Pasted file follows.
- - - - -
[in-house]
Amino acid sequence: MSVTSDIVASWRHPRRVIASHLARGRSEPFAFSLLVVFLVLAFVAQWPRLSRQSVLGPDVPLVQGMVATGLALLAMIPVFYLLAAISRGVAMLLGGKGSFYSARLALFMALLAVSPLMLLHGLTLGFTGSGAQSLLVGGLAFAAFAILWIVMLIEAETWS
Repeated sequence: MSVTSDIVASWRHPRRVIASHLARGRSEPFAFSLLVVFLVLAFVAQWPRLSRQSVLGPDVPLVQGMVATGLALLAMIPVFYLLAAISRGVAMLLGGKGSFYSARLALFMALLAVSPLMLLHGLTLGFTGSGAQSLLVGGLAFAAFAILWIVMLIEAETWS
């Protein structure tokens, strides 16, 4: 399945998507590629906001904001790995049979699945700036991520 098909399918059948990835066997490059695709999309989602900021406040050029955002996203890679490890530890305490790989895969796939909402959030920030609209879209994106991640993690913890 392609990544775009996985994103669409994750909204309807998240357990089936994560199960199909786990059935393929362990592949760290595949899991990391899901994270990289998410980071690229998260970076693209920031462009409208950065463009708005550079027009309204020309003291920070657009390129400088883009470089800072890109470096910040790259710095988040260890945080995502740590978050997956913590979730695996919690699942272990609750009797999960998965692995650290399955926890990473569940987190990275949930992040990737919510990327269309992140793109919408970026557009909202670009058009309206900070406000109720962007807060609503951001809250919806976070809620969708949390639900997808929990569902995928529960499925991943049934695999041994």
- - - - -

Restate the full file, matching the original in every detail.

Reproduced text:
[in-house]
Amino acid sequence: MSVTSDIVASWRHPRRVIASHLARGRSEPFAFSLLVVFLVLAFVAQWPRLSRQSVLGPDVPLVQGMVATGLALLAMIPVFYLLAAISRGVAMLLGGKGSFYSARLALFMALLAVSPLMLLHGLTLGFTGSGAQSLLVGGLAFAAFAILWIVMLIEAETWS
Repeated sequence: MSVTSDIVASWRHPRRVIASHLARGRSEPFAFSLLVVFLVLAFVAQWPRLSRQSVLGPDVPLVQGMVATGLALLAMIPVFYLLAAISRGVAMLLGGKGSFYSARLALFMALLAVSPLMLLHGLTLGFTGSGAQSLLVGGLAFAAFAILWIVMLIEAETWS
């Protein structure tokens, strides 16, 4: 399945998507590629906001904001790995049979699945700036991520 098909399918059948990835066997490059695709999309989602900021406040050029955002996203890679490890530890305490790989895969796939909402959030920030609209879209994106991640993690913890 392609990544775009996985994103669409994750909204309807998240357990089936994560199960199909786990059935393929362990592949760290595949899991990391899901994270990289998410980071690229998260970076693209920031462009409208950065463009708005550079027009309204020309003291920070657009390129400088883009470089800072890109470096910040790259710095988040260890945080995502740590978050997956913590979730695996919690699942272990609750009797999960998965692995650290399955926890990473569940987190990275949930992040990737919510990327269309992140793109919408970026557009909202670009058009309206900070406000109720962007807060609503951001809250919806976070809620969708949390639900997808929990569902995928529960499925991943049934695999041994």